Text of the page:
1. Participation at all stages of a peace processes, from agenda-setting and ceasefire talks to agreement implementation and monitoring
  2. Participation at all levels and in various modalities – from negotiators in formal processes, to advisors to the official peace process, to leaders in community dialogues. Critically, one type of engagement or participation should not be seen as a replacement for other forms of participation. Notably, consultations with women peacebuilders or including women on advisory boards must not replace giving women a seat at the table.
  3. Participation of women in all their diversity– including civil society activists, refugees and internally displaced persons, veterans and ex-combatants, war widows, young women, women with disabilities, women of diverse ethnicities, and lesbian, bi-sexual and trans-gender women.

How do we get there? I conclude by proposing three solutions, which – together – can bring us a step closer to women’s meaningful participation.

  1. Institutionalising participation, so that it is not up to women to demand it. Mediators or facilitators of a peace process – including the UN or regional organisations – can use their influence to demand women’s participation in a peace process – a strategy that proved effective in South Sudan. It makes women’s participation “routine” and expected, and makes it more likely that women will be included at all stages of the peace process – and not only after considerable advocacy has taken place.Critically – and in line with Munch and Watson’s argument such an approach helps “shift the focus from individuals to institutions”, and place the burden of ensuring inclusivity where it belongs – not on women peace activists, but on the institutions facilitating the peace process.
  2. Strengthen coordination and cohesion between different processes. Women’s influence and leadership in informal peace processes is well-documented and often highly praised. However, it rarely translates into their participation at all levels – in particular in official, “Track 1” negotiations. Moreover, the mechanisms to transfer the knowledge and outcomes of the unofficial processes to formal talks are often lacking. Once again, the burden of ensuring the transfers rests on women peace activists and their advocacy, as well as women negotiators (where they exist), who are required to act as representatives of the broader women’s movement. Better, more agile and systematic transfers for transfer of knowledge and recommendations between formal and informal peace processes are critical to more meaningful participation of women. Some solutions already exist – these include Track 1.5 meetings organised between official negotiators and local actors active in the informal processes, as well as the use of digital technologies to support broad-base inclusion in formal processes. However, these need to be institutionalised and amplified.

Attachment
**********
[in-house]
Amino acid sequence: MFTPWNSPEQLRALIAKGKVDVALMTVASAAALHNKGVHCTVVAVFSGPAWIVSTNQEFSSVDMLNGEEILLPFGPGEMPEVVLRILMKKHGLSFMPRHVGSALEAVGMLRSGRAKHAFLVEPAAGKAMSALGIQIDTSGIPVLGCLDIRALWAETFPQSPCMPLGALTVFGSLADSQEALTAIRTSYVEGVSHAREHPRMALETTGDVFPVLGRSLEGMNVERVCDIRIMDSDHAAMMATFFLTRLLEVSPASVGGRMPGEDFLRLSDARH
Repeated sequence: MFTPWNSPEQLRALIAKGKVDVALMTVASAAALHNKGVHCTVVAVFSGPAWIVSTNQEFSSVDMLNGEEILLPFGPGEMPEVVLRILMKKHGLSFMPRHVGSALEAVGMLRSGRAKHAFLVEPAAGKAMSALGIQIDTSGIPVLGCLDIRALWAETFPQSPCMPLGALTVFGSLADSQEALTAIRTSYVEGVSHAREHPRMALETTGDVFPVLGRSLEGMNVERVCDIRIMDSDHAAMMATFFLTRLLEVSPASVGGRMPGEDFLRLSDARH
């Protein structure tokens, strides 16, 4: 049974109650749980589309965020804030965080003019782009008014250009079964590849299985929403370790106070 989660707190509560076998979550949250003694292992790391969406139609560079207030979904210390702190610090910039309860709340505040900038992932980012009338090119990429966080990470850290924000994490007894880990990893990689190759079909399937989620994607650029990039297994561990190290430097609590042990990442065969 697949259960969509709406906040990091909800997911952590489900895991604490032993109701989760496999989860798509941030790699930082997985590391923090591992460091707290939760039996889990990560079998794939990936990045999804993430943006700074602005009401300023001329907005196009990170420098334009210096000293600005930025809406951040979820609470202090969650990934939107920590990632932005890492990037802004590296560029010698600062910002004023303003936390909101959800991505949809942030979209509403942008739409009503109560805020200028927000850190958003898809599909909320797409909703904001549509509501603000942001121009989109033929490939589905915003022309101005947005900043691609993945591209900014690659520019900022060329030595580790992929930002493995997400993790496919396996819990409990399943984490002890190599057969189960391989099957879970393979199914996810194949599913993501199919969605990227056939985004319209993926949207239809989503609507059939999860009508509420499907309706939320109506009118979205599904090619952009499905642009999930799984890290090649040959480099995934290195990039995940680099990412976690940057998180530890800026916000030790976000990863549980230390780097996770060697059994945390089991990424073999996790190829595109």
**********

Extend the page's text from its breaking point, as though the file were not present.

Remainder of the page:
3. Resource women’s networks and local women peacebuilders. More inclusive financing systems are necessary to ensure women are included in all their diversity. Participating in a peace process requires resources – not only to travel to the negotiations’ location, but to organise, mobilise and strategise ahead of it. However, women’s peacebuilding work is grossly underfunded, and the available financing often concentrates in a few, large organisations. Marginalised groups of women – such as women from ethnic minorities and young women – face multiple layers of structural barriers to access funding for their work.

These are three initial concrete steps that can be taken towards “redesigning” a table. What is truly needed is a transformative change. On the one hand, a transformative approach means challenging patriarchal cultures and structures that view women as “non-political” and relegate them to the realm of the “private”. On the other hand, it means a change in narrow approaches that view peace process as linear, firmly time-bound bargaining between the war-mongers, and recognise peace for what it truly is: a process that is messy, iterative, driven by diverse actors working at multiple level, and a goal that – ultimately – unites us all in a shared humanity.


The views, thoughts and opinions expressed in this blog post are those of the author(s) only, and do not necessarily reflect LSE’s or those of the LSE Centre for Women, Peace and Security. 

Image credit: UN Women (CC BY-NC-ND 4.0)

About the author

Agnieszka-Fal Dutra Santo

Agnieszka-Fal Dutra Santos is a researcher in gender in peacebuilding and Women, Peace and Security (WPS), and the former Director of Programs at the Global Network of Women Peacebuilders (GNWP). She is currently pursuing doctoral research at the Graduate Institute for Development and International Studies in Geneva (IHEID). Agnieszka supported WPS implementation and worked with women peacebuilders in Armenia, Colombia, Cote d’Ivoire, the Democratic Republic of Congo, Georgia, Iraq, Jordan, Lebanon, Moldova, Nepal, Nigeria, Palestine and Ukraine. She led a global study on local women and civil society perspectives on sustaining peace in 2018, and has authored/co-authored multiple publications on peacebuilding and WPS, including a research report on gender-sensitive provisions in peace agreements and women’s advancement post-conflict; GNWP’s submission to the Global Study on UNSCR 1325; the policy brief on CEDAW and the WPS resolutions, and the Toolkit on Localization of UNSCR 1325. She tweets @AgnieszkaFal.

Posted In: Peacebuilding | WPS in Practice